In the code below, var(M) is not 0, I guess the reason might be computation error, but I wonder if anyone knows how to deal with this? Thanks in advance.

```
M = fill(5.421241248937501521, (1,10000))
M = Float64.(M)
var(M)
var(M[:,100:10000])
```

In the code below, var(M) is not 0, I guess the reason might be computation error, but I wonder if anyone knows how to deal with this? Thanks in advance.

```
M = fill(5.421241248937501521, (1,10000))
M = Float64.(M)
var(M)
var(M[:,100:10000])
```

It’s just floating-point roundoff error.

```
julia> var(M)
3.865805016084566e-29
```

3 Likes

The limited precision of `Float64`

is even relevant just for parsing the literal:

```
julia> 5.421241248937501521
5.421241248937502
```

So it’s no surprise that scaling a large sum of values to compute the mean then scaling a large sum of squares of deviations from the mean to compute the variance will deviate. In this case, you can reduce the number crunching by informing `var`

that the mean is exactly the one value filling the entire matrix, so it’ll skip the sum for that part:

```
julia> var(M; mean=M[begin])
0.0
```

Now that all the deviations from the mean are exactly `0.0`

, those will square, sum, and scale down to exactly `0.0`

as well. For cases where you don’t just have the one particular value, you just have to work with the limited precision in mind and round to an accepted precision; it’s the same reason why exact comparisons `== 0.0`

are far rarer than approximate ones.

It is possible for a type to far more efficiently represent an array filled with 1 particular value and for `var`

to specially dispatch on said type to skip all the number crunching to getting the matching type of zero. FillArrays.jl implements this:

```
julia> using FillArrays, Statistics
julia> M2 = Fill(5.421241248937501521, 1, 10000)
1×10000 Fill{Float64}, with entries equal to 5.421241248937502
julia> fieldnames(typeof(M2))
(:value, :axes)
julia> M2.value # only stores 1 value, not 10000 copies
5.421241248937502
julia> var(M2)
0.0
julia> @which var(M2)
var(A::FillArrays.AbstractFill{T}; corrected, mean, dims) where T<:Number
@ FillArraysStatisticsExt C:\...\.julia\packages\FillArrays\...\ext\FillArraysStatisticsExt.jl:17
```

3 Likes

First, here are the results in the REPL.

```
julia> M = fill(5.421241248937501521, (1,10000))
1×10000 Matrix{Float64}:
5.42124 5.42124 5.42124 … 5.42124 5.42124
julia> M = Float64.(M)
1×10000 Matrix{Float64}:
5.42124 5.42124 5.42124 … 5.42124 5.42124
julia> var(M)
1.333308260649575e-28
julia> var(M[:,100:10000])
1.5463235527558329e-28
```

The main issue here is the calculation of the mean.

```
julia> mean(M)
5.42124124893749
julia> M[1] - mean(M)
1.1546319456101628e-14
julia> eps(M[1])
8.881784197001252e-16
```

Fortunately, if we can provide an accurate mean, then we can calculate accurate variance.

```
julia> var(M; mean=M[1])
0.0
```

This suggests an extended approach for this situation:

```
julia> ou_var(X) = try
_ou_mean = only(unique(X))
var(X; mean=_ou_mean)
catch _
var(X)
end
ou_var (generic function with 1 method)
julia> ou_var(M)
0.0
```

2 Likes

As already noted you have a floating-point roundoff error already in the mean computation. If you’re willing to spend more calculation time you can improve on this with a correction term:

```
julia> M[1]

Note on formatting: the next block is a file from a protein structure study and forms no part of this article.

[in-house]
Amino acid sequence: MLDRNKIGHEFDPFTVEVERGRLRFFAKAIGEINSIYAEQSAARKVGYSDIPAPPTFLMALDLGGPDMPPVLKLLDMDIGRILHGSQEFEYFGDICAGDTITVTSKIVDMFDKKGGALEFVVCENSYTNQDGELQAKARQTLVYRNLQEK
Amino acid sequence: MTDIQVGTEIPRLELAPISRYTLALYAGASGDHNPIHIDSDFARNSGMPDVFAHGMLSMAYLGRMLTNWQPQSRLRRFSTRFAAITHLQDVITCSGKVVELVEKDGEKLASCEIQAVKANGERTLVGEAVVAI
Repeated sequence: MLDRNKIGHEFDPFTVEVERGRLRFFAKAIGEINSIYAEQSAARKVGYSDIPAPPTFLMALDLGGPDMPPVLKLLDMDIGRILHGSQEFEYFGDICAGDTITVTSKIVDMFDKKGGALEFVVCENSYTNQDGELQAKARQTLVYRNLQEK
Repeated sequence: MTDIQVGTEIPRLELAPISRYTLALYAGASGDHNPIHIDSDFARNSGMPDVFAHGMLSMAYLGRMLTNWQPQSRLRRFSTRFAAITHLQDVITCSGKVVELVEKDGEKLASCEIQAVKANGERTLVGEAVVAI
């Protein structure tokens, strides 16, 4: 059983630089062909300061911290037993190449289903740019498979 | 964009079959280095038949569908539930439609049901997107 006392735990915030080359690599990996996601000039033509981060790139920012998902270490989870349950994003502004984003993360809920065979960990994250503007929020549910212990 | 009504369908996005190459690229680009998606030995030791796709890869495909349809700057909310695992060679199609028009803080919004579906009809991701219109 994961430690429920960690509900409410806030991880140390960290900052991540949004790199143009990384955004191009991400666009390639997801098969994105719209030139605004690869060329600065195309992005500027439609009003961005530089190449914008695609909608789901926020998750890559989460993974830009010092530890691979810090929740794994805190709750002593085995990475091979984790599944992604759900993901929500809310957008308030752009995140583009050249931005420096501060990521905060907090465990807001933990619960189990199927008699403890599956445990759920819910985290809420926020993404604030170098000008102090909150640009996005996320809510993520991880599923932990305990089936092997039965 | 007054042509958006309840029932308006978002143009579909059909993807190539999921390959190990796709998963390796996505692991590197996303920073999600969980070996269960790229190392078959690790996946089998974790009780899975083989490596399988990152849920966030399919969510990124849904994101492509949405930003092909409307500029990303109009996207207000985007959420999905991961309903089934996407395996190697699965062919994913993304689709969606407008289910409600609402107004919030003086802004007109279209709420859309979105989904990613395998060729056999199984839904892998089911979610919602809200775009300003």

5.421241248937502
julia> μ₁ = mean(M)
5.421241248937496
julia> μ₂ = μ₁ + mean(M .- μ₁)
5.421241248937502
```

and you can integrate this correction into the variance computation simply by

```
julia> var(M .- mean(M))
0.0
```

2 Likes

Calculating variance accurately can take a bit of care. In particular, `@GunnarFarneback`

’s reccomendation looks pretty good *(EDIT: although the builtin algorithm is already quite reliable, so unless this nonzero-for-constant-inputs is a problem, I would just use var as-is)*. If you want a cheaper but marginally less accurate calculation,

`var(M .- first(M))`

(or offset by any other convex combination of elements of `M`

) is also decent (not only in this case).It appears that `Statistics`

uses the Welford algorithm when the mean is not provided and the target is an general iterator. For `AbstractArrays`

, however, it uses a two-pass algorithm. Obviously, the Welford algorithm is exact in this special case:

```
julia> var(M)
3.865805016084566e-29
julia> var(Iterators.take(M, length(M)))
0.0
```

I can’t say which should be preferred in general. Clearly, someone made the deliberate choice to use a two-pass algorithm for `AbstractArray`

. Given the two-pass’s cost, I must imagine it is slightly preferable in most situations.

Note that the built-in algorithms take this care, and are numerically stable.

In the example above, the backwards error is extremely small already. It’s not clear to me in what context this error is a **practical** problem, or if it’s just one of those cases where people are surprised by the existence of a round off error.

There are ways to get exactly rounded results, of course, but they are only worth it in rare circumstances.

6 Likes

To elaborate, the correction term `mean(M .- μ₁)`

works because it’s summing much smaller values (ideally 0 variance after all) than `mean(M)`

did and can thus represent the small error. The correction is less helpful with larger variances:

```
julia> using Statistics, Random
julia> function testmean(intended, offset, halfn::Integer)
M = shuffle!(vcat(fill(intended-offset, halfn),
fill(intended+offset, halfn)))
mu = mean(M)
correction = mean(M .- mu)
mu, correction, mu+correction
end
testmean (generic function with 1 method)
julia> testmean(5.3, 0, 5000)
(5.300000000000007, -7.105427357601002e-15, 5.3)
julia> testmean(5.3, 50, 5000) # can overcorrect
(5.3000000000000025, -3.819877747446298e-15, 5.299999999999999)
julia> testmean(5.3, 100, 5000) # doesn't correct at all
(5.299999999999995, 0.0, 5.299999999999995)
```